Although we don't believe in timing the market or panicking over market movements, we do like to keep an eye on big changes -- just in case they're material to our investing thesis.
What: Shares in Esperion Therapeutics (NASDAQ:ESPR) surged by more than 10% today after the FDA announced that it was removing a partial clinical hold that had been placed on Esperion's cholesterol lowering drug ETC-1002 in 2009.
So what: A partial clinical hold allows clinical studies to continue, but with specific restrictions issued by the FDA. For example, Esperion has been able to continue studying ETC-1002 in midstage clinical trials despite the FDA restricting the maximum dose of ETC-1002 to 240 mg and limiting trials to six months or less in duration.
Those midstage trial results have (so far) been solid. Patients taking ETC-1002 as a monotherapy saw their bad cholesterol levels fall by 27% and 30% at doses of 120 mg and 180 mg, respectively. Combining ETC-1002 with Merck's Zetia, a $4 billion per year drug, lowered bad cholesterol levels by 43%.
In addition to the dose and trial duration, the FDA also required Esperion to conduct two-year rat-and-mouse carcinogenic studies.
Those study results, which Esperion submitted to the FDA last year, were necessary before the company could launch studies longer than six months.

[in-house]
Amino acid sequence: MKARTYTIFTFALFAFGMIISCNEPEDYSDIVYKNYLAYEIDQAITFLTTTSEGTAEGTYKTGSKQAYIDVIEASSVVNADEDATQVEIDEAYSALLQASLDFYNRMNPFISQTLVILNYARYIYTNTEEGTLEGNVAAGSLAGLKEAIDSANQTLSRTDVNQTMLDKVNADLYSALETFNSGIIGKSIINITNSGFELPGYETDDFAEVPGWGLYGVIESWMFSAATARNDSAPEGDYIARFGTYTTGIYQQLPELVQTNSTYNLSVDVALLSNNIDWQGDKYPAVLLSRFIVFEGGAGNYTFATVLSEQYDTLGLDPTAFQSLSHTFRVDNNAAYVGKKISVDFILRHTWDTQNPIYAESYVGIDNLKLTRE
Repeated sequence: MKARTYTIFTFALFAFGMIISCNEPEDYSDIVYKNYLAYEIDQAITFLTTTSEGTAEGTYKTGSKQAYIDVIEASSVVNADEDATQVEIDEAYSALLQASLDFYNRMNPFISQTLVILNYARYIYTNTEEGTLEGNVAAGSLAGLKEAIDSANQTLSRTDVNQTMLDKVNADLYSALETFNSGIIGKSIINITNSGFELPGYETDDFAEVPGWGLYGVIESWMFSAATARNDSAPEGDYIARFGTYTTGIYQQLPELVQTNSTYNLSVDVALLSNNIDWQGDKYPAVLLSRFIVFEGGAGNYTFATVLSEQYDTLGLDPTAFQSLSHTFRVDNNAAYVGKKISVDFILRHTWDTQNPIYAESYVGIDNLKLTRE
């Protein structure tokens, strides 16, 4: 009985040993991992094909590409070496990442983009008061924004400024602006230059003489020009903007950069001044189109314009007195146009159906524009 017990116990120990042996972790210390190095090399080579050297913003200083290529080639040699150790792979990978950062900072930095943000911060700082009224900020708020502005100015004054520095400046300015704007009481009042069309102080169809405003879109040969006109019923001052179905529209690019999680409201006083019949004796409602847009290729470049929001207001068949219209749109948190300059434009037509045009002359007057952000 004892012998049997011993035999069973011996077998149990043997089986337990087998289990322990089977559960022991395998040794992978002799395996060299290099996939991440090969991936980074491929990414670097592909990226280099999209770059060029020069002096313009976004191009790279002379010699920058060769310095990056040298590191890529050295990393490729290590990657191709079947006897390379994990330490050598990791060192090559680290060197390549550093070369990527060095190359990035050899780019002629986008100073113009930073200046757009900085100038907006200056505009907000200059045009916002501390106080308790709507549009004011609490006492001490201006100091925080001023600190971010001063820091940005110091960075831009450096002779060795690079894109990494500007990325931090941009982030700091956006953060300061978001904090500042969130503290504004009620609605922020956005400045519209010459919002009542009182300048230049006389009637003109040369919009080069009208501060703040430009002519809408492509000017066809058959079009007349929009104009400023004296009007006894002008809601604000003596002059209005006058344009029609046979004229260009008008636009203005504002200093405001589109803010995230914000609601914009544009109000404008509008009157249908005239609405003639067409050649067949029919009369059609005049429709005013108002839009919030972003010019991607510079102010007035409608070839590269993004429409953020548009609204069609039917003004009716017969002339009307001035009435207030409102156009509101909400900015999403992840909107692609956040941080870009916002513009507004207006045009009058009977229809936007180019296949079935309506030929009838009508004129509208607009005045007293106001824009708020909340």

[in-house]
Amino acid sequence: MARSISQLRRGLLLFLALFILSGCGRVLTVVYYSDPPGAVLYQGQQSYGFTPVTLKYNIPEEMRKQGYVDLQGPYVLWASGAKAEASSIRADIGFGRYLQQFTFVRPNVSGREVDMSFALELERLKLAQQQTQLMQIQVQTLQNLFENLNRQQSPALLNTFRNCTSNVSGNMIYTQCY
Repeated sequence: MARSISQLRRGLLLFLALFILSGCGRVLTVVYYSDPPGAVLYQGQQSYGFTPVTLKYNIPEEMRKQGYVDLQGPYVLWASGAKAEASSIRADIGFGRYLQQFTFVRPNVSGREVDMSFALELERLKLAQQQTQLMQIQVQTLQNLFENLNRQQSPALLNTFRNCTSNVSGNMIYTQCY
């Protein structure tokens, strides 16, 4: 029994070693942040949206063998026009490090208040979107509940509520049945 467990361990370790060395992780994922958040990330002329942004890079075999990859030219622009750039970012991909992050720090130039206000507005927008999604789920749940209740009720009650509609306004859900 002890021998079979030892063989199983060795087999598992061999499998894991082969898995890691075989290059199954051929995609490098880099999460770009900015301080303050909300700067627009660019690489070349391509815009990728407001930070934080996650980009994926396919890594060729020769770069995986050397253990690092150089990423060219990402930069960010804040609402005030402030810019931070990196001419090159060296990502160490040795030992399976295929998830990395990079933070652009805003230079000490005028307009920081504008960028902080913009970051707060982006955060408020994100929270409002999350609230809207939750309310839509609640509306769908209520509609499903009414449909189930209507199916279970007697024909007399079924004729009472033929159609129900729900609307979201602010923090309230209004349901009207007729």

Since the FDA has now lifted its partial clinical hold, investor attention can now turn to Esperion's planned discussion with the FDA regarding its phase 2b results, which is expected to happen during Q3, and the launch of Esperion's large, long-term phase 3 trials by year-end.
Now what: The FDA's lifting of the partial hold is arguably critical to Esperion. ETC-1002 is the only therapy currently in clinical trials at Esperion, and without the FDA's action the company may not have been able to launch its phase 3 trials as planned.
Although the phase 3 trials are set to kick-off by the end of this year, the trial design is likely to include studying the drug through 2017, which suggests that an FDA review of ETC-1002 (assuming that phase 3 is a success) could be as far off as 2018 or 2019.
That suggests that interested investors should keep a close eye on Esperion's cash burn rate. Studying therapies for lowering cholesterol involves trials that include thousands of patients, and the costs of these trials can prove to be substantial. To address those costs, Esperion bolstered its balance sheet last fall with a secondary offering of 4,887,500 shares that raised an additional $91.6 million. As a result, Esperion has roughly $140 million in cash on the books. The company believes that should be enough to carry it through its phase 3 studies and into 2018, but investors would be wise to keep an eye on how quickly that balance drops. Regardless, Esperion remains a clinical stage company, and that means investing in it comes with its fair share of risk.